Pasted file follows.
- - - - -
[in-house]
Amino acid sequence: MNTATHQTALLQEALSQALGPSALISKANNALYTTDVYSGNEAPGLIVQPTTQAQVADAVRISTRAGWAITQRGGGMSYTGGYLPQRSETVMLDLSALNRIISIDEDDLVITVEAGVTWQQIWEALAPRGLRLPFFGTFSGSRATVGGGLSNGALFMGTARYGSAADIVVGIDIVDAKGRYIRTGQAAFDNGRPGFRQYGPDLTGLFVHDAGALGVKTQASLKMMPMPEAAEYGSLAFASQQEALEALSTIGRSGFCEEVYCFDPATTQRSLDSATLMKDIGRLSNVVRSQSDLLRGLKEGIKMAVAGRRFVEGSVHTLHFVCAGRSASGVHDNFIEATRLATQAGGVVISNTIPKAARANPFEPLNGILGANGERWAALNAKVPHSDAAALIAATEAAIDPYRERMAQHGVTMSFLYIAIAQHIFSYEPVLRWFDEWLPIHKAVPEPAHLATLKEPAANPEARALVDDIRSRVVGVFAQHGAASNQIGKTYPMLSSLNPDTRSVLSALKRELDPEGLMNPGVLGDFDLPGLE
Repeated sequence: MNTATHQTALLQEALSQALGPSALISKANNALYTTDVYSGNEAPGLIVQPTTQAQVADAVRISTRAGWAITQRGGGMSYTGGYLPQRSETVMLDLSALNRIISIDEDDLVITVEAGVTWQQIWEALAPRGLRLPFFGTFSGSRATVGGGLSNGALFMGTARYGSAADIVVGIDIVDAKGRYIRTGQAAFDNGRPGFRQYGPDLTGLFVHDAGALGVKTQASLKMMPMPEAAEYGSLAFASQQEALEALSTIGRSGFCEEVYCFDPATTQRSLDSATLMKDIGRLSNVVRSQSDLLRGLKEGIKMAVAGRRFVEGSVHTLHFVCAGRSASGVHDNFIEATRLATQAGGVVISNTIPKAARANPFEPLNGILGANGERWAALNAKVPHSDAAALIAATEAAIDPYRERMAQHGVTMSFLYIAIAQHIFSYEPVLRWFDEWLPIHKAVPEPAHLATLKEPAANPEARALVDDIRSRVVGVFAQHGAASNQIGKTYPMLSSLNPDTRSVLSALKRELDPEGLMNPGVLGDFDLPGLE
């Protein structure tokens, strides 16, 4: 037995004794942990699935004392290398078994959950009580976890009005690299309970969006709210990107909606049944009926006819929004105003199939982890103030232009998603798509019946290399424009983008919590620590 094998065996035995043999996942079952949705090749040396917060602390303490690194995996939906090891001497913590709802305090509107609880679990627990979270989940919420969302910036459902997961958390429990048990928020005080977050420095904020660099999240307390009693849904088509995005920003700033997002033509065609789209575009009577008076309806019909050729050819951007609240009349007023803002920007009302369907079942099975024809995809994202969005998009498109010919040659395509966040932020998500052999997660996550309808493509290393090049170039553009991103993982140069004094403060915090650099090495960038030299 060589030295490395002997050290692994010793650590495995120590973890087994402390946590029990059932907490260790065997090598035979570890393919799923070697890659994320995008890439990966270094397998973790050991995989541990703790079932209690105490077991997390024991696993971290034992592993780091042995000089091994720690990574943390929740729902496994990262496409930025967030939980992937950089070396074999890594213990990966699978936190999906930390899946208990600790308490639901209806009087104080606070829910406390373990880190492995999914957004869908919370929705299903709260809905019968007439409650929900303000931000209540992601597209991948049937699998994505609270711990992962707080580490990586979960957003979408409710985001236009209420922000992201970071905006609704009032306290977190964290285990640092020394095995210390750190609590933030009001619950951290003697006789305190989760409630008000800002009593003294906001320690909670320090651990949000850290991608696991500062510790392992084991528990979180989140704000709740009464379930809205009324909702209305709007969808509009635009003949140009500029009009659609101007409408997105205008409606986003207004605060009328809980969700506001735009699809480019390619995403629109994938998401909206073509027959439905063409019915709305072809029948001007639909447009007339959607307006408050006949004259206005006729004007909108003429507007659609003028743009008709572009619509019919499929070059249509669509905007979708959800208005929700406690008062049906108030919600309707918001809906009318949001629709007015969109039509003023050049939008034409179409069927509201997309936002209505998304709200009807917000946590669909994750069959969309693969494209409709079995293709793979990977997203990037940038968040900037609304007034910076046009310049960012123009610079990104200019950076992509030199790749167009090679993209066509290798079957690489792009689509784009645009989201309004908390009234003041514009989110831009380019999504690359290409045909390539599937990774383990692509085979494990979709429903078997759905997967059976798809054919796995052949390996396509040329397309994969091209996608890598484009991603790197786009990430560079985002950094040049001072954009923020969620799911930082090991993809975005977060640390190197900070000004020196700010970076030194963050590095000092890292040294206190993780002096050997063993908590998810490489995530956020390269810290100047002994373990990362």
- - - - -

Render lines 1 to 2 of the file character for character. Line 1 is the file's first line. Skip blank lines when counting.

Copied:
[in-house]
Amino acid sequence: MNTATHQTALLQEALSQALGPSALISKANNALYTTDVYSGNEAPGLIVQPTTQAQVADAVRISTRAGWAITQRGGGMSYTGGYLPQRSETVMLDLSALNRIISIDEDDLVITVEAGVTWQQIWEALAPRGLRLPFFGTFSGSRATVGGGLSNGALFMGTARYGSAADIVVGIDIVDAKGRYIRTGQAAFDNGRPGFRQYGPDLTGLFVHDAGALGVKTQASLKMMPMPEAAEYGSLAFASQQEALEALSTIGRSGFCEEVYCFDPATTQRSLDSATLMKDIGRLSNVVRSQSDLLRGLKEGIKMAVAGRRFVEGSVHTLHFVCAGRSASGVHDNFIEATRLATQAGGVVISNTIPKAARANPFEPLNGILGANGERWAALNAKVPHSDAAALIAATEAAIDPYRERMAQHGVTMSFLYIAIAQHIFSYEPVLRWFDEWLPIHKAVPEPAHLATLKEPAANPEARALVDDIRSRVVGVFAQHGAASNQIGKTYPMLSSLNPDTRSVLSALKRELDPEGLMNPGVLGDFDLPGLE